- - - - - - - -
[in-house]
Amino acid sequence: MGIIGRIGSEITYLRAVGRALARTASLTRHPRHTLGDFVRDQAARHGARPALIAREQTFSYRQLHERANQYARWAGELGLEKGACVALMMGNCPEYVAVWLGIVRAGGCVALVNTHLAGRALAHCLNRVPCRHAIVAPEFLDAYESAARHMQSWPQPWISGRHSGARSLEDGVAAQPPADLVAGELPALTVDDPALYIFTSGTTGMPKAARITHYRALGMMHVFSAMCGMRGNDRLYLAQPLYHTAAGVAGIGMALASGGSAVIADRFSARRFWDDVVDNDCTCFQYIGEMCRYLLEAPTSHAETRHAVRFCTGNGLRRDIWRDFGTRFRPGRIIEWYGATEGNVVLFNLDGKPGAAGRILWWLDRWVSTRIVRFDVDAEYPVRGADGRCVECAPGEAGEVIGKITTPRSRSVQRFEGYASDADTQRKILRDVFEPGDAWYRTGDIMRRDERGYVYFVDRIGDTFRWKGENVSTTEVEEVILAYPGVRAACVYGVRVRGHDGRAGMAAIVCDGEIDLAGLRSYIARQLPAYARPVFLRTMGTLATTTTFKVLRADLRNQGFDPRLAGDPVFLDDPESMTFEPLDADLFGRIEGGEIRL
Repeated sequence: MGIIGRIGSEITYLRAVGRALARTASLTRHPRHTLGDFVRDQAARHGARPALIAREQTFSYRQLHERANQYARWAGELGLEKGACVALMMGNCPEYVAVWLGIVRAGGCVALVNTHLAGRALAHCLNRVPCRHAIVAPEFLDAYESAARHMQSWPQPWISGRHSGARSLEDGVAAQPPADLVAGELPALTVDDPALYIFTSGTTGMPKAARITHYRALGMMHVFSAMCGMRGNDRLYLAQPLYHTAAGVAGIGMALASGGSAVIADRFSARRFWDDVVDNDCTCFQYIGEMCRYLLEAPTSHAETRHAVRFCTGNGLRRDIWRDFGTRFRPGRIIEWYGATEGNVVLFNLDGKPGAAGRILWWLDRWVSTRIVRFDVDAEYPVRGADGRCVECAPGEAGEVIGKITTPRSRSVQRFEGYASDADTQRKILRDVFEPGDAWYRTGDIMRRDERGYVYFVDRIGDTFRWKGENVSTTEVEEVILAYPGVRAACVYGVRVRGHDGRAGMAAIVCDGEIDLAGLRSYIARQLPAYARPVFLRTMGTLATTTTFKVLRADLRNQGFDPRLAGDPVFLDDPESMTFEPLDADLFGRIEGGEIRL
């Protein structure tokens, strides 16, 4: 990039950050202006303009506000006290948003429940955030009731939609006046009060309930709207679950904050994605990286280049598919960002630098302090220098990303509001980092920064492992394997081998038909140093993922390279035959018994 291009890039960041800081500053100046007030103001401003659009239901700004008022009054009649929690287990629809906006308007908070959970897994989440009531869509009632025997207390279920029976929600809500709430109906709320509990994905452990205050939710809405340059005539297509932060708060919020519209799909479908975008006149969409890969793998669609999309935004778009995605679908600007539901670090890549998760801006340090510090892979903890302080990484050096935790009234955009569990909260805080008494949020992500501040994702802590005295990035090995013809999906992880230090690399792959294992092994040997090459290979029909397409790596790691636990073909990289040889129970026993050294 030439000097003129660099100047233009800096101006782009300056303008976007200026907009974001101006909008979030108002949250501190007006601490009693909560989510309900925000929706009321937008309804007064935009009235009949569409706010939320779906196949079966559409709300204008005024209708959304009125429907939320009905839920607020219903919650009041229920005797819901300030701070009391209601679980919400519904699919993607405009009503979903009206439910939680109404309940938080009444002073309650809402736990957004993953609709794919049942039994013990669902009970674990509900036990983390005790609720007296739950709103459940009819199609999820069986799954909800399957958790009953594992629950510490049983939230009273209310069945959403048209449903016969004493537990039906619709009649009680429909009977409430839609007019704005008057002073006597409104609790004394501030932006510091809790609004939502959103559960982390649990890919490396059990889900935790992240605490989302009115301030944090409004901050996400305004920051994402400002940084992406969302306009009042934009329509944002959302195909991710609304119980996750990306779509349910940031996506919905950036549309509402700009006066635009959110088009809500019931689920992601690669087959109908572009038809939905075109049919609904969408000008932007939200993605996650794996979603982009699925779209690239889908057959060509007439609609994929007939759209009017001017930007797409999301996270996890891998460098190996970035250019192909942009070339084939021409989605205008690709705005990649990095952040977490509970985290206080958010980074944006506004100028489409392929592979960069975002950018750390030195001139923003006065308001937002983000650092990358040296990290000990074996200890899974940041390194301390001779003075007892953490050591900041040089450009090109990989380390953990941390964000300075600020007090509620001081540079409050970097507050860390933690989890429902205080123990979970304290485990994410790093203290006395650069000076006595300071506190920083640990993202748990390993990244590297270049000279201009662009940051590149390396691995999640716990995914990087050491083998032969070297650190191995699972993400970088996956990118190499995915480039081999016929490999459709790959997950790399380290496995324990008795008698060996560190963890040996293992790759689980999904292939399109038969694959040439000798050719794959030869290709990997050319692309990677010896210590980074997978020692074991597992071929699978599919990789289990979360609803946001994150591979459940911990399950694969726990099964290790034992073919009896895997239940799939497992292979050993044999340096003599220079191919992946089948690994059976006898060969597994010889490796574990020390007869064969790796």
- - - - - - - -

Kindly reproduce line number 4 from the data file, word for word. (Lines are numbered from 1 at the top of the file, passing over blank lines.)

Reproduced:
């Protein structure tokens, strides 16, 4: 990039950050202006303009506000006290948003429940955030009731939609006046009060309930709207679950904050994605990286280049598919960002630098302090220098990303509001980092920064492992394997081998038909140093993922390279035959018994 291009890039960041800081500053100046007030103001401003659009239901700004008022009054009649929690287990629809906006308007908070959970897994989440009531869509009632025997207390279920029976929600809500709430109906709320509990994905452990205050939710809405340059005539297509932060708060919020519209799909479908975008006149969409890969793998669609999309935004778009995605679908600007539901670090890549998760801006340090510090892979903890302080990484050096935790009234955009569990909260805080008494949020992500501040994702802590005295990035090995013809999906992880230090690399792959294992092994040997090459290979029909397409790596790691636990073909990289040889129970026993050294 030439000097003129660099100047233009800096101006782009300056303008976007200026907009974001101006909008979030108002949250501190007006601490009693909560989510309900925000929706009321937008309804007064935009009235009949569409706010939320779906196949079966559409709300204008005024209708959304009125429907939320009905839920607020219903919650009041229920005797819901300030701070009391209601679980919400519904699919993607405009009503979903009206439910939680109404309940938080009444002073309650809402736990957004993953609709794919049942039994013990669902009970674990509900036990983390005790609720007296739950709103459940009819199609999820069986799954909800399957958790009953594992629950510490049983939230009273209310069945959403048209449903016969004493537990039906619709009649009680429909009977409430839609007019704005008057002073006597409104609790004394501030932006510091809790609004939502959103559960982390649990890919490396059990889900935790992240605490989302009115301030944090409004901050996400305004920051994402400002940084992406969302306009009042934009329509944002959302195909991710609304119980996750990306779509349910940031996506919905950036549309509402700009006066635009959110088009809500019931689920992601690669087959109908572009038809939905075109049919609904969408000008932007939200993605996650794996979603982009699925779209690239889908057959060509007439609609994929007939759209009017001017930007797409999301996270996890891998460098190996970035250019192909942009070339084939021409989605205008690709705005990649990095952040977490509970985290206080958010980074944006506004100028489409392929592979960069975002950018750390030195001139923003006065308001937002983000650092990358040296990290000990074996200890899974940041390194301390001779003075007892953490050591900041040089450009090109990989380390953990941390964000300075600020007090509620001081540079409050970097507050860390933690989890429902205080123990979970304290485990994410790093203290006395650069000076006595300071506190920083640990993202748990390993990244590297270049000279201009662009940051590149390396691995999640716990995914990087050491083998032969070297650190191995699972993400970088996956990118190499995915480039081999016929490999459709790959997950790399380290496995324990008795008698060996560190963890040996293992790759689980999904292939399109038969694959040439000798050719794959030869290709990997050319692309990677010896210590980074997978020692074991597992071929699978599919990789289990979360609803946001994150591979459940911990399950694969726990099964290790034992073919009896895997239940799939497992292979050993044999340096003599220079191919992946089948690994059976006898060969597994010889490796574990020390007869064969790796």